Sulari Gentill

In this modern age, when books have to compete with television, many modern authors of crime fiction have resorted to sensationalist writing. The detectives are hardbitten, jaded men [almost always] who, at times, are as ruthless as the criminals they pursue. Serial killers abound and their victims are often dispatched in increasingly vicious and bloodthirsty ways. Such novels leave readers breathless and aghast, even nervous and wary of life in general where such horrific crimes are committed.

How delightful to come across this work by Sulari Gentill. I must admit “Give The Devil His Due” is the first of her books I have read though it is the seventh in the series.

Set, as they are, in the 1930’s, this is a gentler time. The young artist, Rowland Sinclair, is, apparently, wealthy enough to pursue his career as an artist and his hobby, driving his yellow Mercedes. When he is invited to take part in a charity race on the notorious Maroubra Speedway, he agrees happily [noblesse oblige], little knowing that this innocent act will lead to murder, kidnapping and general mayhem. Sinclair, however, has the intelligence and the savoir faire to deal with the problems that arise: witchcraft; fascism and the rumblings of Nazism –all with wit, courtesy and unfailing good humour. Of course, Sinclair emerges triumphant and good vanquishes evil, which is as it should be.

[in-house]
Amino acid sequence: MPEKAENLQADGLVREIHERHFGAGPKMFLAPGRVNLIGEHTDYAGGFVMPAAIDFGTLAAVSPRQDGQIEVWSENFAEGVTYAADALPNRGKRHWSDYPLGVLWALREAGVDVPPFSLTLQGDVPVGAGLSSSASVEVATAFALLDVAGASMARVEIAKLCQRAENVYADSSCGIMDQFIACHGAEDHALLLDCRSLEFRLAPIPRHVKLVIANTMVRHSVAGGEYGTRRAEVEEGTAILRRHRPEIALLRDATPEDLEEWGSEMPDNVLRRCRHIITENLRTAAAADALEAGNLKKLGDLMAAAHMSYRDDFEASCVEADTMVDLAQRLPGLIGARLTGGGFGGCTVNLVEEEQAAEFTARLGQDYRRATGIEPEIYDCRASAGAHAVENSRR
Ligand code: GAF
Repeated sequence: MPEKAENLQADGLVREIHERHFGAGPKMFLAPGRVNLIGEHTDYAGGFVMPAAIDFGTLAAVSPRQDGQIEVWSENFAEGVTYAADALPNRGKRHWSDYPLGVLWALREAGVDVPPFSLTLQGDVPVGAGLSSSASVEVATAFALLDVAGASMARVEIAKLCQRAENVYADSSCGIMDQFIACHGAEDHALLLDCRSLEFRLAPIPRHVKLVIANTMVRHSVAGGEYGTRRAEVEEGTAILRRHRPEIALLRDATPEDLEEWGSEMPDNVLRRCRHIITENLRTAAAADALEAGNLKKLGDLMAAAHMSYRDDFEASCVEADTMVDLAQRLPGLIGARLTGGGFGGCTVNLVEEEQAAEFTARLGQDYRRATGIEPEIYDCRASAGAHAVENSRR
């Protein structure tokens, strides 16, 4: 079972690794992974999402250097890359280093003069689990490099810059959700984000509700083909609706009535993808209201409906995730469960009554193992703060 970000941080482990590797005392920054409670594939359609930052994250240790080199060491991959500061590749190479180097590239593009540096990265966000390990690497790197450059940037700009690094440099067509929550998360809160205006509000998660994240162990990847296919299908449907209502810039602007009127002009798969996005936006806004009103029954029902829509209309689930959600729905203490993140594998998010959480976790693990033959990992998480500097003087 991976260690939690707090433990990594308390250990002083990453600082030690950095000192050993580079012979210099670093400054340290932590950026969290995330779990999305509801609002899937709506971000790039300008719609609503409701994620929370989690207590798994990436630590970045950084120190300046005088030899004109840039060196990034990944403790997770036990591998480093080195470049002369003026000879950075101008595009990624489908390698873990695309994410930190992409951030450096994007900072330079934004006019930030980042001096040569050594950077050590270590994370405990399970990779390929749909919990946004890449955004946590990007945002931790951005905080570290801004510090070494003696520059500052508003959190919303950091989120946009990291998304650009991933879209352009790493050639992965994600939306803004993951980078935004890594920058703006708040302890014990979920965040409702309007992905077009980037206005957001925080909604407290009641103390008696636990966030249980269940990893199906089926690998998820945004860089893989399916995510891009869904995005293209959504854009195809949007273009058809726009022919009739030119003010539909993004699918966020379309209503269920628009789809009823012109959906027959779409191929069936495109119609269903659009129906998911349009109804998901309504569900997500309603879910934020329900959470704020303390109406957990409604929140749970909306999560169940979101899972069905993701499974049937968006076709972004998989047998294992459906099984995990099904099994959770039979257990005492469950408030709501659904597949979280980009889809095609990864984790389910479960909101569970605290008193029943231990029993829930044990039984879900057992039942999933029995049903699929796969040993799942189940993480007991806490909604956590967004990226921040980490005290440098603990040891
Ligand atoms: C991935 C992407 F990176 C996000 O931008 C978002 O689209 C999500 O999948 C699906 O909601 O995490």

Scattered throughout the story are various newspaper articles, culled from the newspapers of the time, which add verisimilitude to the time setting. Of particular interest to the older reader are the inclusion of minor characters such as Edward Mosely,  Kenneth Slessor, the poet, Errol Flynn, feckless actor,  the wonderful eccentric, Arthur Stace and, playing a slightly more significant role, the young Roseleen Norton, the witch of Kings Cross.

The novel engrosses the reader with a complex plot, murder, skulduggery, adultery and scandal, yet it is presented in a style that mirrors the period in which it is set.

In all, the old-fashioned setting, the patient unfolding of the tale, all add to the charm of this novel and I, for one, will certainly search out Sulari Gentill’s  previous books.

GIVE THE DEVIL HIS DUE by Sulari Gentill is published by Pantera Press and is retailing at $29.99.